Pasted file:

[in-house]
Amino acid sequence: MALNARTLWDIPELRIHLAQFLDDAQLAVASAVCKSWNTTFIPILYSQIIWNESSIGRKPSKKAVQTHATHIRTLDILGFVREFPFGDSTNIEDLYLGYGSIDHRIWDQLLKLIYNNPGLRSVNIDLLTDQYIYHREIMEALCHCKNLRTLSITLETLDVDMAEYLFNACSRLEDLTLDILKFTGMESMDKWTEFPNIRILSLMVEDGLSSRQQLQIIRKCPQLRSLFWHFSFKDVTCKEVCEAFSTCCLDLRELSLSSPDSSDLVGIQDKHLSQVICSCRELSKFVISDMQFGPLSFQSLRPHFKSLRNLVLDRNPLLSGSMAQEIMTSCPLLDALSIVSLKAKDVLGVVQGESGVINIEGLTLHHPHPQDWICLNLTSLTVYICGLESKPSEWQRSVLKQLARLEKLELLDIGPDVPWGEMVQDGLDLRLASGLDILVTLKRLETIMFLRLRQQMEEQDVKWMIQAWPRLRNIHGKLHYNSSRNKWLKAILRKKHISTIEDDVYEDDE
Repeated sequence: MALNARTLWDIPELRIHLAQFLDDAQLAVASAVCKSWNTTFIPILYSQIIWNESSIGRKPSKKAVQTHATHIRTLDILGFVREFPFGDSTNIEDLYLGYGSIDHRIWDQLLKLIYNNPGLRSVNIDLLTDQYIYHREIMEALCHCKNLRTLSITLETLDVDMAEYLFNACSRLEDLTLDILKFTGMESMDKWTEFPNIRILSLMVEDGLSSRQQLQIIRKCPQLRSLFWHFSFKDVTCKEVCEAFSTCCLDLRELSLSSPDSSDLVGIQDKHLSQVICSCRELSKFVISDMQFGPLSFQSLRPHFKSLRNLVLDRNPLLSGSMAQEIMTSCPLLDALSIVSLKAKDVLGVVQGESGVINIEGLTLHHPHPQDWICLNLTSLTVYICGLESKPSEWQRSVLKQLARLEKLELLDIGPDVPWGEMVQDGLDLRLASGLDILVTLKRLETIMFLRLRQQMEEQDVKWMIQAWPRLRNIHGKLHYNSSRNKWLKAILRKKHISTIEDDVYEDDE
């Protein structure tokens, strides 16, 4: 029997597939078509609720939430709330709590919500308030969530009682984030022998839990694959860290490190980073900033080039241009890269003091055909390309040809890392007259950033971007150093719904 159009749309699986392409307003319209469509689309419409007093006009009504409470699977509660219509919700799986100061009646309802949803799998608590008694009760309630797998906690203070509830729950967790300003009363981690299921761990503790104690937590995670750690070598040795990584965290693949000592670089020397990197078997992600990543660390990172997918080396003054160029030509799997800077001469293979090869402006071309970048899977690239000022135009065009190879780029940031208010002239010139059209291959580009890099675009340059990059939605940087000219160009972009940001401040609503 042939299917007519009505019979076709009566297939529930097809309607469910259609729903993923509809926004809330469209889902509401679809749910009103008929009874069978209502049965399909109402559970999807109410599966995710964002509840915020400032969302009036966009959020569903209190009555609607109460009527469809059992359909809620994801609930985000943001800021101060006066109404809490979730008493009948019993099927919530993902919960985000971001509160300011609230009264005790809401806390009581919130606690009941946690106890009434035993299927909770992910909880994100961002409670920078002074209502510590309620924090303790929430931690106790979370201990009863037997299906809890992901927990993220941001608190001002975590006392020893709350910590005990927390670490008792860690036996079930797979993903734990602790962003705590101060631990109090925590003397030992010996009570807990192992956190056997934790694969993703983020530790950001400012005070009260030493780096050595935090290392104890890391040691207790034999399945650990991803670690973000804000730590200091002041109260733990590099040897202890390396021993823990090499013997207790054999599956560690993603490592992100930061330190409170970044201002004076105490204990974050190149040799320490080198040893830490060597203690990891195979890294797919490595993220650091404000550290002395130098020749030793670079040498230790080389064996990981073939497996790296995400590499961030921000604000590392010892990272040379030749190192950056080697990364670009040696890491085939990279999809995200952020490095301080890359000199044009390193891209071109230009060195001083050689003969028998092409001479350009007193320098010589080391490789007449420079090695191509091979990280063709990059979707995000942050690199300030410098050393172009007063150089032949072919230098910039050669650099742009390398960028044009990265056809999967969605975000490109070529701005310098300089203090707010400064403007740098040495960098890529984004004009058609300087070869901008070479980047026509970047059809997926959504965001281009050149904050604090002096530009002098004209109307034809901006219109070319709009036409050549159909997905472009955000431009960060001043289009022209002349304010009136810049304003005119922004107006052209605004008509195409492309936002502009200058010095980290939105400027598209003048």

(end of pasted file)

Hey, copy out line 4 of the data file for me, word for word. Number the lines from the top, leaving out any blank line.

């Protein structure tokens, strides 16, 4: 029997597939078509609720939430709330709590919500308030969530009682984030022998839990694959860290490190980073900033080039241009890269003091055909390309040809890392007259950033971007150093719904 159009749309699986392409307003319209469509689309419409007093006009009504409470699977509660219509919700799986100061009646309802949803799998608590008694009760309630797998906690203070509830729950967790300003009363981690299921761990503790104690937590995670750690070598040795990584965290693949000592670089020397990197078997992600990543660390990172997918080396003054160029030509799997800077001469293979090869402006071309970048899977690239000022135009065009190879780029940031208010002239010139059209291959580009890099675009340059990059939605940087000219160009972009940001401040609503 042939299917007519009505019979076709009566297939529930097809309607469910259609729903993923509809926004809330469209889902509401679809749910009103008929009874069978209502049965399909109402559970999807109410599966995710964002509840915020400032969302009036966009959020569903209190009555609607109460009527469809059992359909809620994801609930985000943001800021101060006066109404809490979730008493009948019993099927919530993902919960985000971001509160300011609230009264005790809401806390009581919130606690009941946690106890009434035993299927909770992910909880994100961002409670920078002074209502510590309620924090303790929430931690106790979370201990009863037997299906809890992901927990993220941001608190001002975590006392020893709350910590005990927390670490008792860690036996079930797979993903734990602790962003705590101060631990109090925590003397030992010996009570807990192992956190056997934790694969993703983020530790950001400012005070009260030493780096050595935090290392104890890391040691207790034999399945650990991803670690973000804000730590200091002041109260733990590099040897202890390396021993823990090499013997207790054999599956560690993603490592992100930061330190409170970044201002004076105490204990974050190149040799320490080198040893830490060597203690990891195979890294797919490595993220650091404000550290002395130098020749030793670079040498230790080389064996990981073939497996790296995400590499961030921000604000590392010892990272040379030749190192950056080697990364670009040696890491085939990279999809995200952020490095301080890359000199044009390193891209071109230009060195001083050689003969028998092409001479350009007193320098010589080391490789007449420079090695191509091979990280063709990059979707995000942050690199300030410098050393172009007063150089032949072919230098910039050669650099742009390398960028044009990265056809999967969605975000490109070529701005310098300089203090707010400064403007740098040495960098890529984004004009058609300087070869901008070479980047026509970047059809997926959504965001281009050149904050604090002096530009002098004209109307034809901006219109070319709009036409050549159909997905472009955000431009960060001043289009022209002349304010009136810049304003005119922004107006052209605004008509195409492309936002502009200058010095980290939105400027598209003048």